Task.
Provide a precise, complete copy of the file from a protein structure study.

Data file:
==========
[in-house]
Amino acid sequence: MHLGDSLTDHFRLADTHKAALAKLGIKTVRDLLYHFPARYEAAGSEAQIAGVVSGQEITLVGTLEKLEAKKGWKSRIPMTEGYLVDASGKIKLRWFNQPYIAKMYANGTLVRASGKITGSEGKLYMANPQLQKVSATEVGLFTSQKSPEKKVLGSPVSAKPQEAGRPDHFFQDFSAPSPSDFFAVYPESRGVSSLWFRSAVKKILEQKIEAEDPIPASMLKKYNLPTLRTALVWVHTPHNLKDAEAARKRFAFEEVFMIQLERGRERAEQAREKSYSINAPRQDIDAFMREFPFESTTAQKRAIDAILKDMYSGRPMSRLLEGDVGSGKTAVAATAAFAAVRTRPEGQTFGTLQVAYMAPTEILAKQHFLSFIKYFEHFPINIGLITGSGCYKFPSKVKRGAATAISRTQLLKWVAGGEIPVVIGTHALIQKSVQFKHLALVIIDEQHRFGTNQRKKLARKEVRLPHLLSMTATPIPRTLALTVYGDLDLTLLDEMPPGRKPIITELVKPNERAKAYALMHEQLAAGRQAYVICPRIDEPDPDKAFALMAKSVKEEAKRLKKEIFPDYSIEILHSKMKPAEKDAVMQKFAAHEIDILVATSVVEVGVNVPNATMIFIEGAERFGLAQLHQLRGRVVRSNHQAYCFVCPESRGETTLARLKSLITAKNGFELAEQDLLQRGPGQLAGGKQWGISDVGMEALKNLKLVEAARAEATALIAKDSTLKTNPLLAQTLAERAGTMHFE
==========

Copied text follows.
[in-house]
Amino acid sequence: MHLGDSLTDHFRLADTHKAALAKLGIKTVRDLLYHFPARYEAAGSEAQIAGVVSGQEITLVGTLEKLEAKKGWKSRIPMTEGYLVDASGKIKLRWFNQPYIAKMYANGTLVRASGKITGSEGKLYMANPQLQKVSATEVGLFTSQKSPEKKVLGSPVSAKPQEAGRPDHFFQDFSAPSPSDFFAVYPESRGVSSLWFRSAVKKILEQKIEAEDPIPASMLKKYNLPTLRTALVWVHTPHNLKDAEAARKRFAFEEVFMIQLERGRERAEQAREKSYSINAPRQDIDAFMREFPFESTTAQKRAIDAILKDMYSGRPMSRLLEGDVGSGKTAVAATAAFAAVRTRPEGQTFGTLQVAYMAPTEILAKQHFLSFIKYFEHFPINIGLITGSGCYKFPSKVKRGAATAISRTQLLKWVAGGEIPVVIGTHALIQKSVQFKHLALVIIDEQHRFGTNQRKKLARKEVRLPHLLSMTATPIPRTLALTVYGDLDLTLLDEMPPGRKPIITELVKPNERAKAYALMHEQLAAGRQAYVICPRIDEPDPDKAFALMAKSVKEEAKRLKKEIFPDYSIEILHSKMKPAEKDAVMQKFAAHEIDILVATSVVEVGVNVPNATMIFIEGAERFGLAQLHQLRGRVVRSNHQAYCFVCPESRGETTLARLKSLITAKNGFELAEQDLLQRGPGQLAGGKQWGISDVGMEALKNLKLVEAARAEATALIAKDSTLKTNPLLAQTLAERAGTMHFE